The end of the 1950-51 campaign saw Airdrie go into their final match against Falkirk at Broomfield needing to win and then rely on results elsewhere to survive. Airdrie did their part, racking up an amazing 11-1 victory over their already-relegated opponents. Clyde’s loss against Celtic saw The Diamonds survive by a point.

It was a boom-time for football crowds. In the 1951-52 season The Diamonds made it to the Scottish Cup quarter-final where they were drawn against Hearts. A record 24,000 packed out Broomfield and saw Dave Shankland and Ian McMillan give Airdrie a two-goal lead. But Willie Bauld and Alfie Conn scored as the Edinburgh giants hit back for a 2-2 draw. Hearts went on to win the replay 6-4.

The following season saw another last-day escape act, when victory over Third Lanark saw them survive at the expense of Motherwell. But finally Airdrie fell through the relegated trap-door in 1953-54 although they came back up as champions the following season.

There followed a period of mostly on-field stability although it included a fifth-place finish in 1958-59, then another relegation and a return in the middle of the 1960s. There were some improvements made off the pitch during this period with floodlights added in 1956 and a roof placed over the enclosure opposite the main stand in 1959.

If the 1950s at Broomfield belonged to one player it was local boy made good Ian McMillan.

‘The Wee Prime Minister’

John Livingstone McMillan, known as Ian, was born within a corner kick of Broomfield and joined the club he supported in 1948, aged 17 having been in the Airdrie Academy. The man who earned the marvellous nickname of ‘The Wee Prime Minister’ quickly became the star of the team, his wonderful incisive passing instigating attacks and providing assists for Jimmy Welsh and Hughie Baird.

Such was McMillan’s ability that he was picked to make his national team debut against England in April 1952. In front of 132,000 fans, Scotland were on the receiving end of a 2-1 defeat but later the same month he scored twice for his country in a 6-0 win over the USA.

In 1954 McMillan was chosen as part of the 22-Man squad that Scotland submitted officially to play in the World Cup in Switzerland. Somewhat bizarrely however, the Scots decided to take just 13 players to the tournament and he remained at home, in reserve.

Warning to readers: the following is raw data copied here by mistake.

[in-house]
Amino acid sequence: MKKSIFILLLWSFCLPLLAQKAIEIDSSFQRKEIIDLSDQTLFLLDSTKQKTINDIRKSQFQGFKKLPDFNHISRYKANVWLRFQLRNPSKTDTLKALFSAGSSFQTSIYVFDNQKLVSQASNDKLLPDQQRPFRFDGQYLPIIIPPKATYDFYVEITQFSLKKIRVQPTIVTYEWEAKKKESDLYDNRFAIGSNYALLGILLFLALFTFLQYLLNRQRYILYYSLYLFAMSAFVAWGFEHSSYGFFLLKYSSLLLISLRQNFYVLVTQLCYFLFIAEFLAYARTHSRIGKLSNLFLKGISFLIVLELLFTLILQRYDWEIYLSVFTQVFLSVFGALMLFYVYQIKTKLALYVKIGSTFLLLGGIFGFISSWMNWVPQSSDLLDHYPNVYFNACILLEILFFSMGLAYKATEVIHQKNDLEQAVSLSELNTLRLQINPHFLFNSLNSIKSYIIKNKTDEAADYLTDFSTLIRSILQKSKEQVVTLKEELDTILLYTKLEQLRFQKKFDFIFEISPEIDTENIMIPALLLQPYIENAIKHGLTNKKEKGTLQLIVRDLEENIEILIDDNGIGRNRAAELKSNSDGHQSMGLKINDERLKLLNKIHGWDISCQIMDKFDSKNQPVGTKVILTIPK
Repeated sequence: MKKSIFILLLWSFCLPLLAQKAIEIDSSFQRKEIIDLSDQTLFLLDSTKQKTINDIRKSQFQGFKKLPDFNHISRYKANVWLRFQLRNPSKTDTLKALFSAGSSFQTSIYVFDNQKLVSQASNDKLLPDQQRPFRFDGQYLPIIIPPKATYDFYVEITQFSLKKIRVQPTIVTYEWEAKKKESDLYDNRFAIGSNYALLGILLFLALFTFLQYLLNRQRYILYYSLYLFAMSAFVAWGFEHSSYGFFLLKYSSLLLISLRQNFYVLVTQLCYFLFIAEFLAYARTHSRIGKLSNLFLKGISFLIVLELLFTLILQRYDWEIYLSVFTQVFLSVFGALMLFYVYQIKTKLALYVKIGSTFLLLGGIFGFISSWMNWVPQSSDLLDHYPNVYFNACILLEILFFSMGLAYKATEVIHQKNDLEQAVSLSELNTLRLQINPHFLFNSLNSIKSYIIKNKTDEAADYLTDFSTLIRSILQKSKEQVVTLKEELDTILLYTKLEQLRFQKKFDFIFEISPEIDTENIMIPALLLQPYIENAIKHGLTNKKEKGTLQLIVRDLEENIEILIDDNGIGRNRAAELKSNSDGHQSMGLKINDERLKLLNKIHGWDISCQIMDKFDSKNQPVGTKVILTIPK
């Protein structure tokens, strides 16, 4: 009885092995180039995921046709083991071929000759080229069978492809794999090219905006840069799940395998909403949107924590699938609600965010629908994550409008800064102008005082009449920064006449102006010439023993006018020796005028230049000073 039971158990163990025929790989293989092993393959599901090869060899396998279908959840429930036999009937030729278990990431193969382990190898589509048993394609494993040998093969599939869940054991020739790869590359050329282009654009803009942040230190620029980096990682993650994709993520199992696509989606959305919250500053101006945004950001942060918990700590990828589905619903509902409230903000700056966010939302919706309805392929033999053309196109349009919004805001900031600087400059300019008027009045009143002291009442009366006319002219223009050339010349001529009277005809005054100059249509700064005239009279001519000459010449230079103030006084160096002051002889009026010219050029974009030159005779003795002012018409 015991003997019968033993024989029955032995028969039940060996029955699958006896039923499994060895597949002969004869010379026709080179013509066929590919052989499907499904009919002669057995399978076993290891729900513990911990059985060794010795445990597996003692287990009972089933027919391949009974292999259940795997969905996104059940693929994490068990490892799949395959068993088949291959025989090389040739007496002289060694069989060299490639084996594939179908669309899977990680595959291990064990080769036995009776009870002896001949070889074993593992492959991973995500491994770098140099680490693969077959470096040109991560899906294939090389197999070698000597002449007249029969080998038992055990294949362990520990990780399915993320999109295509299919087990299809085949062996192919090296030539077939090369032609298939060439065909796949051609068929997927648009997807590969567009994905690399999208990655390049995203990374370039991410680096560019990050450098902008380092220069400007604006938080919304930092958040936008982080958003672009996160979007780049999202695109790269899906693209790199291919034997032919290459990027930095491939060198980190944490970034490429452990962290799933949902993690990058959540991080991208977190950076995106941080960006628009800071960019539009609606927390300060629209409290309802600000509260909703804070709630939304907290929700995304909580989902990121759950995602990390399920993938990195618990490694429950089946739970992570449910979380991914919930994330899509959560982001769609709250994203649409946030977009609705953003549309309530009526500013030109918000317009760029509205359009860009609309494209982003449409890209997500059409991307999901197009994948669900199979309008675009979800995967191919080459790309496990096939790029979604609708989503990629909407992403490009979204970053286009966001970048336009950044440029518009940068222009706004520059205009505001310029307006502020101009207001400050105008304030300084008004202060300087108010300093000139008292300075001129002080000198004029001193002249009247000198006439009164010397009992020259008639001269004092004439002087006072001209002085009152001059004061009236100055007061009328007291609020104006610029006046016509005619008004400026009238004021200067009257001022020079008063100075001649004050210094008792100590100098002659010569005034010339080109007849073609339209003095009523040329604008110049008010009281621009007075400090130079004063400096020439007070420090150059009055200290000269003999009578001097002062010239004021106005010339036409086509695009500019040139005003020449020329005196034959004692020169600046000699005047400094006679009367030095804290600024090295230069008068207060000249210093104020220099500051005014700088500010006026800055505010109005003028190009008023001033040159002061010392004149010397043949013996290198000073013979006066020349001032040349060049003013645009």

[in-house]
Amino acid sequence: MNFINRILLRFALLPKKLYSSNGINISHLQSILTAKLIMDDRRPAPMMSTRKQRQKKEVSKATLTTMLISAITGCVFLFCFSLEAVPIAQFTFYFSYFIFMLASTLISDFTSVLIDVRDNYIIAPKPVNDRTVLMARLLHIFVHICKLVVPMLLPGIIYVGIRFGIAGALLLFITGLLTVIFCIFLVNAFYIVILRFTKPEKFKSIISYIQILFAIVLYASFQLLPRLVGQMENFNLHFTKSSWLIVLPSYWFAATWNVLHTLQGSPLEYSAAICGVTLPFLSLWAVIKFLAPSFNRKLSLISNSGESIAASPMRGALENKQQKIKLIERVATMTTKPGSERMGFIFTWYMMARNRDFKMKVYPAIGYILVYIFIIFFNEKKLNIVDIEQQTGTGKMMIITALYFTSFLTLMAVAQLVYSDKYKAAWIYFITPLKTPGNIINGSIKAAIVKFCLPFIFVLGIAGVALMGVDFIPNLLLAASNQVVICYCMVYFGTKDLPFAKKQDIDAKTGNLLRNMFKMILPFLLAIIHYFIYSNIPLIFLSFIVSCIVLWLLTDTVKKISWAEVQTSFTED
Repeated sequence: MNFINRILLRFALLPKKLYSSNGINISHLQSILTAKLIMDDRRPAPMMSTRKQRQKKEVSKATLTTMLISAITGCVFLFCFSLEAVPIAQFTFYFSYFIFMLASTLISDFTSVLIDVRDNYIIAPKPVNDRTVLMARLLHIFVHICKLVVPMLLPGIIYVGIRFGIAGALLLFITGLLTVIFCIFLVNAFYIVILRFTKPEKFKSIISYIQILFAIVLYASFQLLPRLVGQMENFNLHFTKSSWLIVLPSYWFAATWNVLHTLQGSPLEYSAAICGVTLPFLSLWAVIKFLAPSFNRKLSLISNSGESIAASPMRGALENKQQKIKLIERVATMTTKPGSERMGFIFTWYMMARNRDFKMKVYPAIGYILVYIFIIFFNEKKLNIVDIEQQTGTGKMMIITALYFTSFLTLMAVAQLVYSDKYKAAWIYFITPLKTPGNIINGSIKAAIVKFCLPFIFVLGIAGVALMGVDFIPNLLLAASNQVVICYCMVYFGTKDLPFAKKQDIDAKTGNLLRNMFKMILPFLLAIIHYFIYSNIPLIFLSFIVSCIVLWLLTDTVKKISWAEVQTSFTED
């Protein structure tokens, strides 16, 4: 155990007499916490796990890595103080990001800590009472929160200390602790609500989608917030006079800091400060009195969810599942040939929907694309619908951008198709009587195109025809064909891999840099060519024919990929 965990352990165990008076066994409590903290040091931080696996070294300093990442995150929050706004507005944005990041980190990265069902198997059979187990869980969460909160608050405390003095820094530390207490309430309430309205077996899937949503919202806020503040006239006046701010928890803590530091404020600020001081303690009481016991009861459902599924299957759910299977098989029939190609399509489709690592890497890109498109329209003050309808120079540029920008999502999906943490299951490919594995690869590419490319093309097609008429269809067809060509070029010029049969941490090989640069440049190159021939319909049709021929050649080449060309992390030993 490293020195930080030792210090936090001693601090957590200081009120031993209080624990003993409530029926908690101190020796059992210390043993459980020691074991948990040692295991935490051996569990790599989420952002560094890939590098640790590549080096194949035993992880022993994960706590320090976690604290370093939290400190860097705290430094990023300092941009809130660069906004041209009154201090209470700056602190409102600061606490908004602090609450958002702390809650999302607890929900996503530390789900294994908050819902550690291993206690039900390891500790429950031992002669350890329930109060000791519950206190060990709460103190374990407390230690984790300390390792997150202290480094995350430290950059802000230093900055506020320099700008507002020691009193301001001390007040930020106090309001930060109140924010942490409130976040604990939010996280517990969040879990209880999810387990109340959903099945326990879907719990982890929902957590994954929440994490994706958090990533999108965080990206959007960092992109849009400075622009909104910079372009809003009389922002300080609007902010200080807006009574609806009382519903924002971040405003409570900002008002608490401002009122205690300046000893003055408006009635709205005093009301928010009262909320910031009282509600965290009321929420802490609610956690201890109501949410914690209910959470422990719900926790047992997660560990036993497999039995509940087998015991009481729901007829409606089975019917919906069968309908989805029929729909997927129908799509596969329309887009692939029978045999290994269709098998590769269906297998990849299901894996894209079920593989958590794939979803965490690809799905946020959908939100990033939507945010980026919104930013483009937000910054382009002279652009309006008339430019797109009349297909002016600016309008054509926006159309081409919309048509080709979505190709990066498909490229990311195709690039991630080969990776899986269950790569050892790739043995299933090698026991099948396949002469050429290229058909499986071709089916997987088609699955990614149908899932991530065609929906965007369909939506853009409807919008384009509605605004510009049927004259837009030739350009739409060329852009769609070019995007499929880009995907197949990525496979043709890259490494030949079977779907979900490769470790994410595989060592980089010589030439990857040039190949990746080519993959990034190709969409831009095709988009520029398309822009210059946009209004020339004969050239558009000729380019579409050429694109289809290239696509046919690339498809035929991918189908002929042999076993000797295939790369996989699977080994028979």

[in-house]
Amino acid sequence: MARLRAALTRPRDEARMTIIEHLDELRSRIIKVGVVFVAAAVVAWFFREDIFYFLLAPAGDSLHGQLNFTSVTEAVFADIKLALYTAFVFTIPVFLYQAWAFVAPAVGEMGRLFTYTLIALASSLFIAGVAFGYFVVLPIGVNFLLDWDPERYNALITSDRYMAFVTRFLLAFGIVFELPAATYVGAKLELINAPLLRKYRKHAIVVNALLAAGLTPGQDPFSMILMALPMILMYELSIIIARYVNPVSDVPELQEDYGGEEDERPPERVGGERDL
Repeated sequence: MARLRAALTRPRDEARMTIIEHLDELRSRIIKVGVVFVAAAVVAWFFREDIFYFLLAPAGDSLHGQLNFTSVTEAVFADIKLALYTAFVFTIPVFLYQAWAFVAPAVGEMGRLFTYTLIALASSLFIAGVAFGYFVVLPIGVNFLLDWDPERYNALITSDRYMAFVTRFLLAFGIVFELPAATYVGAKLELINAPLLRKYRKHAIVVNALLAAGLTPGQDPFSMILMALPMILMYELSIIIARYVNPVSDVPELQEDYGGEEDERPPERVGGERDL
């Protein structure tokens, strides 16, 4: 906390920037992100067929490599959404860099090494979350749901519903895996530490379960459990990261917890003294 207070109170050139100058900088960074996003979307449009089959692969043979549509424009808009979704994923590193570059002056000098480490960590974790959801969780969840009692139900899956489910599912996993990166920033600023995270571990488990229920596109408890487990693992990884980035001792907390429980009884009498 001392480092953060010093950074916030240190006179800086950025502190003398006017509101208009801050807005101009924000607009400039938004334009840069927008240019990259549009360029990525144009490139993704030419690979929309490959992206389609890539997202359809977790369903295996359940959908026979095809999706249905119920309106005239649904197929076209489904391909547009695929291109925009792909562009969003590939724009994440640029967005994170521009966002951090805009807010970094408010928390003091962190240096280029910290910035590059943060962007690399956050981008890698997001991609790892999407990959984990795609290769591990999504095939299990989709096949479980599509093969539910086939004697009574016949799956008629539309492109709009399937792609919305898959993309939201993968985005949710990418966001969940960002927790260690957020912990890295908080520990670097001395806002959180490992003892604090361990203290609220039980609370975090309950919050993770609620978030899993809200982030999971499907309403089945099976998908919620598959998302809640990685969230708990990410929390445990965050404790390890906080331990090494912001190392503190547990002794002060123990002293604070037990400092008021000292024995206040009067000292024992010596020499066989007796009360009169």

McMillan would go on to make six appearances for his country and his consistent form led to interest from other clubs in both England and Scotland. It was Rangers who won the battle for his services, paying The Diamonds £10,300 for his services. He had scored 102 goals in 249 games for Airdrie.

Further success followed for McMillan at Ibrox with three titles, three Scottish Cup and two League Cup winners medals in seven years before a return to Broomfield for £5,000 where injury reduced his playing time and brought his career to an early end.

The late 1960s were mostly about stability for the club. Then in 1970 McMillan returned as manager, and so did the good times.

A Second Penalty First

The 1970-71 season saw the launch of the Texaco Cup, a tournament pitching teams from England, Scotland and Northern Ireland against each other. One of the innovations of the new event was the introduction of the penalty shootout for teams that had finished level after the two legs.

Airdrie met Nottingham Forest in the first round and both matches finished as 2-2 draws. This led to the first penalty shootout in British football and it was The Diamonds who prevailed 5-4 making penalty history for a second time. They were dumped out by Hearts in the next round but the following year saw a tremendous run take them past Manchester City, Huddersfield Town and Ballymena United to reach the Final where they took on Brian Clough and Derby County.

A goalless draw at Broomfield was followed by postponement due to a waterlogged pitch at the Baseball Ground. Due to a fixture backlog they had to wait three months to play the return leg, losing 2-1 due to a hotly-disputed penalty put away by Alan Hinton. Still it was a fine effort for a team mostly made up of part-timers.

In 1974-75 the club confirmed their cup credentials yet again, in both domestic knockout competitions. In the League Cup they made it to the semi-finals before Celtic got the better of them by a single goal.

Back to Hampden

In the Scottish Cup they went one step further. Wins against Morton, Falkirk and Arbroath set up a semi final clash with Motherwell. A 1-1 draw in the first clash was followed by a 1-0 win in the replay four days later so Airdrie were off to Hampden again, to meet Celtic again.